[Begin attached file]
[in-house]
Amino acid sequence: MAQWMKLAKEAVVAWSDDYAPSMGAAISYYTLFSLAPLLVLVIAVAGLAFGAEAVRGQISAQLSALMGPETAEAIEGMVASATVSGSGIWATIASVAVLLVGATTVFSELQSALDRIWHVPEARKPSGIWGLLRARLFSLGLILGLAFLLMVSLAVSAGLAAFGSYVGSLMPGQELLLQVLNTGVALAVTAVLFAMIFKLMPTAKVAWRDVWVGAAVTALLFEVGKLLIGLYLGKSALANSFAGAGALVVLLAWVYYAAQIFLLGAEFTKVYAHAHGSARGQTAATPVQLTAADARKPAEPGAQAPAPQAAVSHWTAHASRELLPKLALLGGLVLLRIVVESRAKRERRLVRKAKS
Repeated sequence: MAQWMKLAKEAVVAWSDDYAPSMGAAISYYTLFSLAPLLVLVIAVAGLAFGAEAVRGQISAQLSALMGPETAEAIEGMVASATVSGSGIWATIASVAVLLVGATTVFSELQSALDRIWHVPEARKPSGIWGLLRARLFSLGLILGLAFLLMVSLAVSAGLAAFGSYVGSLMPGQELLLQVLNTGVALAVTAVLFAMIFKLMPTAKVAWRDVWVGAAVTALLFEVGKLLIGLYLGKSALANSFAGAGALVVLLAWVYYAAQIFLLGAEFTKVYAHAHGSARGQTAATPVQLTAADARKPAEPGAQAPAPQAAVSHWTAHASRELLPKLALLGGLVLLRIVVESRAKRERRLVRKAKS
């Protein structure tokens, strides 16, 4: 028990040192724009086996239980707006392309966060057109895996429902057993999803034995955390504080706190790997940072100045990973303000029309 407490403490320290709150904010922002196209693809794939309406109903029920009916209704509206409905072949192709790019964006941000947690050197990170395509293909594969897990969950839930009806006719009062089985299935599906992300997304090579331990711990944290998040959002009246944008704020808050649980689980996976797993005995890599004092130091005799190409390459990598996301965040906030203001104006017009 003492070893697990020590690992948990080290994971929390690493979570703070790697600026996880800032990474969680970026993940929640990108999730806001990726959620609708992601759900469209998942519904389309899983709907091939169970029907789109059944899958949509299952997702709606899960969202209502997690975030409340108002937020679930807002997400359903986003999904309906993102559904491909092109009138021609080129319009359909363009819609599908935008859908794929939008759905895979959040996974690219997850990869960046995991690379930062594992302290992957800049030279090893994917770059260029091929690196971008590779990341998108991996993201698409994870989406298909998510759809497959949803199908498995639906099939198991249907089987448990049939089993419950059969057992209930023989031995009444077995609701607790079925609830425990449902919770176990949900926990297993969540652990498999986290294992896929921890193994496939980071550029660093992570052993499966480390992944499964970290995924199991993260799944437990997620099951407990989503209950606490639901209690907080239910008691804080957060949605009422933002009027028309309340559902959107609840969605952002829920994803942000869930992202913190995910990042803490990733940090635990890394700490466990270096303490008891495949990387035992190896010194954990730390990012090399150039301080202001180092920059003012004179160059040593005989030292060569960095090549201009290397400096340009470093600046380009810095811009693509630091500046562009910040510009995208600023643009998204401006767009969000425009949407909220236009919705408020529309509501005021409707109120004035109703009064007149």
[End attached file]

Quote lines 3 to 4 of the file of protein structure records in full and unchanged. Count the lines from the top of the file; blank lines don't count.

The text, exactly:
Repeated sequence: MAQWMKLAKEAVVAWSDDYAPSMGAAISYYTLFSLAPLLVLVIAVAGLAFGAEAVRGQISAQLSALMGPETAEAIEGMVASATVSGSGIWATIASVAVLLVGATTVFSELQSALDRIWHVPEARKPSGIWGLLRARLFSLGLILGLAFLLMVSLAVSAGLAAFGSYVGSLMPGQELLLQVLNTGVALAVTAVLFAMIFKLMPTAKVAWRDVWVGAAVTALLFEVGKLLIGLYLGKSALANSFAGAGALVVLLAWVYYAAQIFLLGAEFTKVYAHAHGSARGQTAATPVQLTAADARKPAEPGAQAPAPQAAVSHWTAHASRELLPKLALLGGLVLLRIVVESRAKRERRLVRKAKS
């Protein structure tokens, strides 16, 4: 028990040192724009086996239980707006392309966060057109895996429902057993999803034995955390504080706190790997940072100045990973303000029309 407490403490320290709150904010922002196209693809794939309406109903029920009916209704509206409905072949192709790019964006941000947690050197990170395509293909594969897990969950839930009806006719009062089985299935599906992300997304090579331990711990944290998040959002009246944008704020808050649980689980996976797993005995890599004092130091005799190409390459990598996301965040906030203001104006017009 003492070893697990020590690992948990080290994971929390690493979570703070790697600026996880800032990474969680970026993940929640990108999730806001990726959620609708992601759900469209998942519904389309899983709907091939169970029907789109059944899958949509299952997702709606899960969202209502997690975030409340108002937020679930807002997400359903986003999904309906993102559904491909092109009138021609080129319009359909363009819609599908935008859908794929939008759905895979959040996974690219997850990869960046995991690379930062594992302290992957800049030279090893994917770059260029091929690196971008590779990341998108991996993201698409994870989406298909998510759809497959949803199908498995639906099939198991249907089987448990049939089993419950059969057992209930023989031995009444077995609701607790079925609830425990449902919770176990949900926990297993969540652990498999986290294992896929921890193994496939980071550029660093992570052993499966480390992944499964970290995924199991993260799944437990997620099951407990989503209950606490639901209690907080239910008691804080957060949605009422933002009027028309309340559902959107609840969605952002829920994803942000869930992202913190995910990042803490990733940090635990890394700490466990270096303490008891495949990387035992190896010194954990730390990012090399150039301080202001180092920059003012004179160059040593005989030292060569960095090549201009290397400096340009470093600046380009810095811009693509630091500046562009910040510009995208600023643009998204401006767009969000425009949407909220236009919705408020529309509501005021409707109120004035109703009064007149």